Posts Tagged ‘sea travel’

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Gibbering Madness: Snapshots of a Bizarre Life

Gibbering Madness: Snapshots of a Bizarre Life is a very interesting site to be sure. There, Alex weaves his web of real life adventures. The entries are written in true “mystery novelist” style and Alex will have you wondering if he’s been “channeling” Dashiell Hammett (The Maltese Falcon) or Herman Melville (Moby Dick). Something says [...]

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Sereia Rides Again

What started off as a sailing trip in the South Ocean has turned into an exploration of New Zealand in an old beat-up van for this family of three. Antonia, the family scribe, is a great storyteller, sharing their tales with a dry, witty style.

13 Epic and Slightly Crazy Travel Adventures

Many people dream of going on big adventures; only a few ever do it. For this article, I found 13 individuals, couples and families who had the guts to embark on epic adventures. You may envy them, or you may think they’re crazy. But I guarantee that their stories will inspire you.

The World By Sea

In November 2007, Derek set out with his friend to sail around the world, while helping charities and communities along the way by raising funds on his blog.

Going Solo: Interview with Debby Lee Jagerman

Debby has travelled up and down Europe, Vietnam and Alaska on her own, and she's visited Australia, New Zealand and Iceland with friends and family. Most recently, Debby circumnavigated the Baltic Sea for a little over two weeks, squeezing in visits to seven capital cities.

Debby now blogs about her travel experiences on Beth Whitman's Wanderlust and Lipstick, a site dedicated to encouraging solo women travellers.

I caught up with her to talk about her recent trip to the Baltics and her perspective on travelling solo.

Slow Travel

Ed and Fiona are on a Round the World trip with a twist: they won’t fly. They’ll take every mode of transport around and revel in the slow movement throughlandscape, culture, people and language – instead of passing over it all in an aluminium sausage. (Interview with Ed)

Flightless Round the World: Interview with Ed Gillespie

Ed and Fiona are a couple from the United Kingdom on a year-long trip around the world, with one major twist: they're doing it flightless. Passing up the convenience of flying, they're travelling by bus, train, cargo ship, bicycle, or any other flightless mode of transport.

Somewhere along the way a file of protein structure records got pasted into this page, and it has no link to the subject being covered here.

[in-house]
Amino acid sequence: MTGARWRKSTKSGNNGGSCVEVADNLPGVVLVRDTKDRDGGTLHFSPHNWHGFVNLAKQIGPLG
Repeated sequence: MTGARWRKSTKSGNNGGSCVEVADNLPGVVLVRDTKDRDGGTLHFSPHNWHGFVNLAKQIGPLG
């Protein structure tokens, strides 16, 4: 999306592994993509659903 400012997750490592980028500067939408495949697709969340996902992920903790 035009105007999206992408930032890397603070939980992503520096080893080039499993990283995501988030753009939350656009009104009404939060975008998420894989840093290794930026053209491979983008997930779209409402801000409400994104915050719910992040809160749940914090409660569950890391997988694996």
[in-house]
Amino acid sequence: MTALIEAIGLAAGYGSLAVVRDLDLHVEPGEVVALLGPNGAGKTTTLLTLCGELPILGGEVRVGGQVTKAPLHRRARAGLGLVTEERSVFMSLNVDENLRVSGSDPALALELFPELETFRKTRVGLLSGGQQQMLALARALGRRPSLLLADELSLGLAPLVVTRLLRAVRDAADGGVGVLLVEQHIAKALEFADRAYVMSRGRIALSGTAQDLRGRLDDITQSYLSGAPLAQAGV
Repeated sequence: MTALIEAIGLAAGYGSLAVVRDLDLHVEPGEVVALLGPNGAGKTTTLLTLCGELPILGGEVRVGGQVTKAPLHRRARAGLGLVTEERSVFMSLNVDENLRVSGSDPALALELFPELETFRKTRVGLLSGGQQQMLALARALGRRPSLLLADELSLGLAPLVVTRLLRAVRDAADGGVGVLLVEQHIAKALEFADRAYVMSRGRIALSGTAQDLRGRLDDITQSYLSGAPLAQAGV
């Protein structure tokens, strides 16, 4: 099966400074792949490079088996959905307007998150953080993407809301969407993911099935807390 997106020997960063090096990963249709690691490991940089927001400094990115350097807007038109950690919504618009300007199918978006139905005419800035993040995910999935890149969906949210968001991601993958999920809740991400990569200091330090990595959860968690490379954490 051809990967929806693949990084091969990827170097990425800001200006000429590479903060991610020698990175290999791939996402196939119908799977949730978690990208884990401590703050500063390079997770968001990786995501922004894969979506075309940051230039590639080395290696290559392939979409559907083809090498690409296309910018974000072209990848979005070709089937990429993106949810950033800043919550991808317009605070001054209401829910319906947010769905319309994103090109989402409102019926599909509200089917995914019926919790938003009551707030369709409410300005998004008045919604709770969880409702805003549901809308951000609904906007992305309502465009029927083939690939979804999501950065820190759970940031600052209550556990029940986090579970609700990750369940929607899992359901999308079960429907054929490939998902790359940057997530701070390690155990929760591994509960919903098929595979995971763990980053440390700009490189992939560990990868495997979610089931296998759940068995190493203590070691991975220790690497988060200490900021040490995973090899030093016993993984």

They're avoiding air travel to keep their environmental footprint to a minimum, but also because they relish the journey. Rather than jetting miles above the earth's crust, they prefer travelling slower, savouring the cultures and landscapes they encounter along the way.

  • The Guy: I think Dave and Jodi raise some very valid points and they are consistent with my perceptions based on over...
  • Jay Daviot: Epic list! There are some great blogs there. Would love to see a few more blogs from photographers though...
  • John: I’ve always wanted to hitch hike across the USA.
  • Sara Wikoff: I found your post very interesting. I am just a Freshman in college and I have not decided my major yet....
  • John: Great advice, I always buy charcoal tabs in case I get an upset tummy.
  • Recently Featured Travel Blogs

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      The thumb. A very useful part of the anatomy, especially when you decide to head out into the world, hitchhike and use other modes of transportation. For Jo Magpie, it (both actually) have served her well in her travels – always heading east. She’s once again on the move. Yup, east.

    • Home and Away

      Naomi, David and their two sons are ‘on a slow roam around the world’. Though both successful, David didn’t want his children to view him as the dad who was always working. So, with the business and house sold, possessions relocated – the four set off to explore. Their style of travel allows them to live/work in comfort while spending quality time with Lucas and Easy (Ezekiel).

    • Kiwi Blog Bus

      In 2008, the Annison family moved from the UK to New Zealand and bought a boat. In 2010, they upgraded to a camper van to explore the country. Though the cats stay home to help the elder son with the yard work and house, the remainder of the family (including the dogs) traverse the open roads of Kiwidom, searching for hidden treasures.

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